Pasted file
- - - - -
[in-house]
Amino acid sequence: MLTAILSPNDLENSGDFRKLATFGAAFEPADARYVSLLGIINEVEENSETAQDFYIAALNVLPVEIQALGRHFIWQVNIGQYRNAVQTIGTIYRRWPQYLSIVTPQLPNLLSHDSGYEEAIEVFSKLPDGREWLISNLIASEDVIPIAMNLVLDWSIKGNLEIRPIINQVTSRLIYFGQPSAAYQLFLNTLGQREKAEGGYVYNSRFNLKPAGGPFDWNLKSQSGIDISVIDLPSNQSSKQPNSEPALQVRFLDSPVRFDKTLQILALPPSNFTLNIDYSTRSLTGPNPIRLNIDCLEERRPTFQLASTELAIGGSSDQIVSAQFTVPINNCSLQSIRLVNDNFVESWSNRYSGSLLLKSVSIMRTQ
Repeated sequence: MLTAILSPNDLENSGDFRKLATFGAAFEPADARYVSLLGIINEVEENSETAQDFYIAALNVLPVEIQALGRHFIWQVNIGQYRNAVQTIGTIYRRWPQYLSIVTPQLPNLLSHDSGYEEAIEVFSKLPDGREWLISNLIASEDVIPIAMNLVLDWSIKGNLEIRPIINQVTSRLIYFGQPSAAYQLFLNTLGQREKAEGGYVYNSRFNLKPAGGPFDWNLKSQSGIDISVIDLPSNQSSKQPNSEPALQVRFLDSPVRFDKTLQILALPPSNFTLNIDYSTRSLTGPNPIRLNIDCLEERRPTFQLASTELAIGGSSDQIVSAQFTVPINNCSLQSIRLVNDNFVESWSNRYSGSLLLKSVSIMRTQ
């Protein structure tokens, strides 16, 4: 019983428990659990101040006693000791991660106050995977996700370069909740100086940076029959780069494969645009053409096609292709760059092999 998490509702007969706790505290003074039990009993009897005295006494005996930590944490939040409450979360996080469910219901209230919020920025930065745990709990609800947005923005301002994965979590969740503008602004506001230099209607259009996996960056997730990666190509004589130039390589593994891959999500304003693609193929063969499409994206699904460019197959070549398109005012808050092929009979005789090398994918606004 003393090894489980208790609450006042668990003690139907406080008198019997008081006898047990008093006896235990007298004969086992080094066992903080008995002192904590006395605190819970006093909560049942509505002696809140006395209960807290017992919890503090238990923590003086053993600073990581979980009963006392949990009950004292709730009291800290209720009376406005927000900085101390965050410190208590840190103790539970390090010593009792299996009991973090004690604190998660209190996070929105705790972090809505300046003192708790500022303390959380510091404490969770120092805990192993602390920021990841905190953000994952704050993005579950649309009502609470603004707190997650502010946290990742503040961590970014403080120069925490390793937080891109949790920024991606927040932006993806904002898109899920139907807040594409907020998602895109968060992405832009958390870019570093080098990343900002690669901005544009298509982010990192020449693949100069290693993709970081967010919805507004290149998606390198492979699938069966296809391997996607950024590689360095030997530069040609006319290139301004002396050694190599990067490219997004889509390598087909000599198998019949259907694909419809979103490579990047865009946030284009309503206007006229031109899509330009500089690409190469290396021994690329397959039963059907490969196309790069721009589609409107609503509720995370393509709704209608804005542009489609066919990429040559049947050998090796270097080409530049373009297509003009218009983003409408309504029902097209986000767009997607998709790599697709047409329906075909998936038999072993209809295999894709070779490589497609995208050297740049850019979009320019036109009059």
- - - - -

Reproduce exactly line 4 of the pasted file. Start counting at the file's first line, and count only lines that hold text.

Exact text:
């Protein structure tokens, strides 16, 4: 019983428990659990101040006693000791991660106050995977996700370069909740100086940076029959780069494969645009053409096609292709760059092999 998490509702007969706790505290003074039990009993009897005295006494005996930590944490939040409450979360996080469910219901209230919020920025930065745990709990609800947005923005301002994965979590969740503008602004506001230099209607259009996996960056997730990666190509004589130039390589593994891959999500304003693609193929063969499409994206699904460019197959070549398109005012808050092929009979005789090398994918606004 003393090894489980208790609450006042668990003690139907406080008198019997008081006898047990008093006896235990007298004969086992080094066992903080008995002192904590006395605190819970006093909560049942509505002696809140006395209960807290017992919890503090238990923590003086053993600073990581979980009963006392949990009950004292709730009291800290209720009376406005927000900085101390965050410190208590840190103790539970390090010593009792299996009991973090004690604190998660209190996070929105705790972090809505300046003192708790500022303390959380510091404490969770120092805990192993602390920021990841905190953000994952704050993005579950649309009502609470603004707190997650502010946290990742503040961590970014403080120069925490390793937080891109949790920024991606927040932006993806904002898109899920139907807040594409907020998602895109968060992405832009958390870019570093080098990343900002690669901005544009298509982010990192020449693949100069290693993709970081967010919805507004290149998606390198492979699938069966296809391997996607950024590689360095030997530069040609006319290139301004002396050694190599990067490219997004889509390598087909000599198998019949259907694909419809979103490579990047865009946030284009309503206007006229031109899509330009500089690409190469290396021994690329397959039963059907490969196309790069721009589609409107609503509720995370393509709704209608804005542009489609066919990429040559049947050998090796270097080409530049373009297509003009218009983003409408309504029902097209986000767009997607998709790599697709047409329906075909998936038999072993209809295999894709070779490589497609995208050297740049850019979009320019036109009059």